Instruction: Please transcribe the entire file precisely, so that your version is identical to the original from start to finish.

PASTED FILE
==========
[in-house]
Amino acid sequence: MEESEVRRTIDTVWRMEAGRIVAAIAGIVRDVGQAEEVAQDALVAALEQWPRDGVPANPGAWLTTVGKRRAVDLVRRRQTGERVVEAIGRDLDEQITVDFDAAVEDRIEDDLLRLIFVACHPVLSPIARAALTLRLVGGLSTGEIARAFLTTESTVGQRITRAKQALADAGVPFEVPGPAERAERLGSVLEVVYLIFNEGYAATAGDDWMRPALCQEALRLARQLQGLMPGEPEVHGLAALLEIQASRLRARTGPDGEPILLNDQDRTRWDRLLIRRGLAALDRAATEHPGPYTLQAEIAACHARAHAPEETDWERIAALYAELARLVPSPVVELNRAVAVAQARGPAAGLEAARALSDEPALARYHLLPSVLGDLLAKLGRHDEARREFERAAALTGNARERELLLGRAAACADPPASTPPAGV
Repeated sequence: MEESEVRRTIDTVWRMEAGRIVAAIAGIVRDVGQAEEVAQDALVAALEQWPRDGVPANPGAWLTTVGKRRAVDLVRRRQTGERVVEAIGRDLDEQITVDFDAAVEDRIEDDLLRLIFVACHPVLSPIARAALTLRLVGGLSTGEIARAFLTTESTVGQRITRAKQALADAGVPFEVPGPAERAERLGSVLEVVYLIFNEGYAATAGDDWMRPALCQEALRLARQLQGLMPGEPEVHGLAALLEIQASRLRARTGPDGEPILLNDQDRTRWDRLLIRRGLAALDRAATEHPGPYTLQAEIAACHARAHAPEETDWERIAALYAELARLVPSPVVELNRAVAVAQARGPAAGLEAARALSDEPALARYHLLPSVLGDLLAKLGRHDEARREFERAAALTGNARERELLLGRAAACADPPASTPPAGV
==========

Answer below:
[in-house]
Amino acid sequence: MEESEVRRTIDTVWRMEAGRIVAAIAGIVRDVGQAEEVAQDALVAALEQWPRDGVPANPGAWLTTVGKRRAVDLVRRRQTGERVVEAIGRDLDEQITVDFDAAVEDRIEDDLLRLIFVACHPVLSPIARAALTLRLVGGLSTGEIARAFLTTESTVGQRITRAKQALADAGVPFEVPGPAERAERLGSVLEVVYLIFNEGYAATAGDDWMRPALCQEALRLARQLQGLMPGEPEVHGLAALLEIQASRLRARTGPDGEPILLNDQDRTRWDRLLIRRGLAALDRAATEHPGPYTLQAEIAACHARAHAPEETDWERIAALYAELARLVPSPVVELNRAVAVAQARGPAAGLEAARALSDEPALARYHLLPSVLGDLLAKLGRHDEARREFERAAALTGNARERELLLGRAAACADPPASTPPAGV
Repeated sequence: MEESEVRRTIDTVWRMEAGRIVAAIAGIVRDVGQAEEVAQDALVAALEQWPRDGVPANPGAWLTTVGKRRAVDLVRRRQTGERVVEAIGRDLDEQITVDFDAAVEDRIEDDLLRLIFVACHPVLSPIARAALTLRLVGGLSTGEIARAFLTTESTVGQRITRAKQALADAGVPFEVPGPAERAERLGSVLEVVYLIFNEGYAATAGDDWMRPALCQEALRLARQLQGLMPGEPEVHGLAALLEIQASRLRARTGPDGEPILLNDQDRTRWDRLLIRRGLAALDRAATEHPGPYTLQAEIAACHARAHAPEETDWERIAALYAELARLVPSPVVELNRAVAVAQARGPAAGLEAARALSDEPALARYHLLPSVLGDLLAKLGRHDEARREFERAAALTGNARERELLLGRAAACADPPASTPPAGV